U.S. Special Counsel Robert Mueller, who issued a report in April on Russian meddling in the 2016 presidential election, will testify in open session before two House committees on July 17, the panels’ Democratic chairmen said on Tuesday.
Representative Jerrold Nadler, chairman of the judiciary panel, and Representative Adam Schiff, head of the intelligence panel, said in a joint statement that Mueller had agreed to testify after the two committees issued subpoenas on Tuesday.
A representative for Mueller did not immediately respond to a request for comment.
Mueller’s report released publicly in April, found Russia meddled in the 2016 U.S. presidential election and that Republican President Donald Trump’s election campaign had multiple contacts with Russian officials.
But the report found insufficient evidence to establish a criminal conspiracy between the campaign and Moscow.
The report, which was partially redacted, also outlined instances in which Trump tried to interfere with Mueller’s investigation, but declined to make a judgment on whether that amounted to obstruction of justice.
Attorney General William Barr said there was insufficient evidence in Mueller’s report to conclude that Trump obstructed justice.
Trump says the report was a complete exoneration from what he called a witch hunt mounted by Democrats frustrated by his election victory.
But some Democrats have said the president should be removed from office through impeachment proceedings because of Mueller’s findings.
“Americans have demanded to hear directly from the Special Counsel so they can understand what he and his team examined, uncovered, and determined about Russia’s attack on our democracy, the Trump campaign’s acceptance and use of that help, and President Trump and his associates’ obstruction of the investigation into that attack,” Nadler and Schiff said in their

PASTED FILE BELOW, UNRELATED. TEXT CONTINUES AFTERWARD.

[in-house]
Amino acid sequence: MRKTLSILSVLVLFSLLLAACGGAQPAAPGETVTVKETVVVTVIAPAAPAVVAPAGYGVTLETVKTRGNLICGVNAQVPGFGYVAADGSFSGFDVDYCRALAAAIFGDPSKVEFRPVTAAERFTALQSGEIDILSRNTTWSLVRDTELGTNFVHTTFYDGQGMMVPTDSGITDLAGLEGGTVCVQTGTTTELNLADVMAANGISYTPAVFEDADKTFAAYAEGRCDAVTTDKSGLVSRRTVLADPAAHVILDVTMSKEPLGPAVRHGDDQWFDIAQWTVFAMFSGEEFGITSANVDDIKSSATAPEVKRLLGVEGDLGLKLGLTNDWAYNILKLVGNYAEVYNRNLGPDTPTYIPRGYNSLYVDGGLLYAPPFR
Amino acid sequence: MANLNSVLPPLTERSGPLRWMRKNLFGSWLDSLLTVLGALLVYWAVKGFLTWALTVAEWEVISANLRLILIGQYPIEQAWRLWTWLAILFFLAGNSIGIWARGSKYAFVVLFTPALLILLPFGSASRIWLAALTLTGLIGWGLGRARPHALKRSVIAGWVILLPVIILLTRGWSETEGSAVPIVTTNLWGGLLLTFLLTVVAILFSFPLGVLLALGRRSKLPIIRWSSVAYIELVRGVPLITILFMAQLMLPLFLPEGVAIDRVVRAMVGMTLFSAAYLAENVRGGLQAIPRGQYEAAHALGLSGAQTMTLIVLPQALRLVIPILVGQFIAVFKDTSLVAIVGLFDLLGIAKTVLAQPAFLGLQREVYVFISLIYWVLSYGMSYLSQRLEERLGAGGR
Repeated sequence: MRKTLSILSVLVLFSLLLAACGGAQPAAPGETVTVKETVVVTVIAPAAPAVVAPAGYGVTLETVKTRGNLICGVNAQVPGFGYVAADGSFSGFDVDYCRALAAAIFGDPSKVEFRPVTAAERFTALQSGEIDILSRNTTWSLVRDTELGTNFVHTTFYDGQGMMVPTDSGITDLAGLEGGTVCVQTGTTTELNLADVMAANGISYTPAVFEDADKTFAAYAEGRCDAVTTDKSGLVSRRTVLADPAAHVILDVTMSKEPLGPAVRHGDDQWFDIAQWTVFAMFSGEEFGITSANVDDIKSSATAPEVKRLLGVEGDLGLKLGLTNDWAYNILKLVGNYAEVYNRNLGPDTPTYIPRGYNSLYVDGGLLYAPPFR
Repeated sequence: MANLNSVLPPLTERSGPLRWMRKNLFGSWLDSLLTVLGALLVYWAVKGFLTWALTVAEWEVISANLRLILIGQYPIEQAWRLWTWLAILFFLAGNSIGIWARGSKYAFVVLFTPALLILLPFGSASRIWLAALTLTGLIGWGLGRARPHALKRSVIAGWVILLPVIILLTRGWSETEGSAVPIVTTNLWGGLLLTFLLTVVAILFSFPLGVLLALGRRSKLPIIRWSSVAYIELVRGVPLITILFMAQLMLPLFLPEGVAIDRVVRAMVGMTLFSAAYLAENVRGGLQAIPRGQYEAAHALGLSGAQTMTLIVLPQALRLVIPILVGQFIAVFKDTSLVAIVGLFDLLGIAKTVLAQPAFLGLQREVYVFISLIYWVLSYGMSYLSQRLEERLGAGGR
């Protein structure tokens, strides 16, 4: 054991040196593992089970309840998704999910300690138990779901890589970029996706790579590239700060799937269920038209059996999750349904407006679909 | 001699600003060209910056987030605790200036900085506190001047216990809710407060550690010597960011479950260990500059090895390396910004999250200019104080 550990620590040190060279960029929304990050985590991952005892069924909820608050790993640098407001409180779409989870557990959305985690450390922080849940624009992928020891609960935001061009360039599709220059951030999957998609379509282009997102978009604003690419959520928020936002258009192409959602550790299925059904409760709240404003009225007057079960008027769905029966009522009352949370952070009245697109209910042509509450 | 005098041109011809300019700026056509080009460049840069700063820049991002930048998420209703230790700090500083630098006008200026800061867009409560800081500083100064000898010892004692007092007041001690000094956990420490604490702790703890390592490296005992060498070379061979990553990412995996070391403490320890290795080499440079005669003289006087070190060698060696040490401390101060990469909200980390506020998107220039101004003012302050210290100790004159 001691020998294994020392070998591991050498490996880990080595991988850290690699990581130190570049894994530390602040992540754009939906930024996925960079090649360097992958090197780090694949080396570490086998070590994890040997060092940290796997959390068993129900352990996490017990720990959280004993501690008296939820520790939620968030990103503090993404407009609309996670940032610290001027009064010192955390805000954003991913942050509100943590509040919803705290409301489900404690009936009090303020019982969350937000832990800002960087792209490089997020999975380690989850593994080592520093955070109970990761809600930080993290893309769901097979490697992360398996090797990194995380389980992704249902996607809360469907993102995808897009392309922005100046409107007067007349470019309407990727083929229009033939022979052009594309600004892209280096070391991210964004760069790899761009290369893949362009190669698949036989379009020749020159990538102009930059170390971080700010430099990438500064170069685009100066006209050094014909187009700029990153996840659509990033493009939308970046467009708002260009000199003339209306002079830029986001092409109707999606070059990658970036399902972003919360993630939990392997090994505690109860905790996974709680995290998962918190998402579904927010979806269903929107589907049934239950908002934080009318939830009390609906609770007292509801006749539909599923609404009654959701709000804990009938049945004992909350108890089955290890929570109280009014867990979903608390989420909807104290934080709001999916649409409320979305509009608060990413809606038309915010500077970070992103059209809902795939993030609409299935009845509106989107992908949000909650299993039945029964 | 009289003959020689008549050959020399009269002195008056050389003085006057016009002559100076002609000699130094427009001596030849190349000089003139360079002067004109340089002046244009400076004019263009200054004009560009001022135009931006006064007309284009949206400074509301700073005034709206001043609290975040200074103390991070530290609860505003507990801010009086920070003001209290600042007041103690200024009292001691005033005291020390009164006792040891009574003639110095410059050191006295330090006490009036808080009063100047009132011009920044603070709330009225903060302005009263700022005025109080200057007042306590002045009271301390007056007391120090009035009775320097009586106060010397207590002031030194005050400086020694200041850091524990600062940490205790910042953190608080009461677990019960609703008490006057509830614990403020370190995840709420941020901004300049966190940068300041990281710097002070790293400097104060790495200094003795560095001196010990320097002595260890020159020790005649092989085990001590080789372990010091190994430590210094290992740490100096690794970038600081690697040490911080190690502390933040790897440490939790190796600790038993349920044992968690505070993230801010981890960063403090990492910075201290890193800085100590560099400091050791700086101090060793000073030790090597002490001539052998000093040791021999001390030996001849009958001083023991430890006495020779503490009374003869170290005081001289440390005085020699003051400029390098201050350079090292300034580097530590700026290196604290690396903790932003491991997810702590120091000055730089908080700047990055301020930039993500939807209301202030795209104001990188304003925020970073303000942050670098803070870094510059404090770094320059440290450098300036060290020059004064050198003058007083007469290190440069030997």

Representative Doug Collins, the top Republican on the House Judiciary Committee, said in a statement: “I hope the special counsel’s testimony marks an end to the political gamesmanship that Judiciary Democrats have pursued at great cost to taxpayers.”
Schiff told MSNBC in an interview: “We never felt it was sufficient to rely simply on a written report or a 10-minute statement without the ability to follow up with questions.”
Mueller, in his first public comments since starting the investigation in May 2017, said on May 29 that his probe was never going to end with criminal charges against Trump and indicated it was up to Congress to decide whether he should be impeached.
“If we had confidence that the president clearly did not commit a crime, we would have said so,” Mueller said. “We did not, however, make a determination as to whether the president did commit a crime.”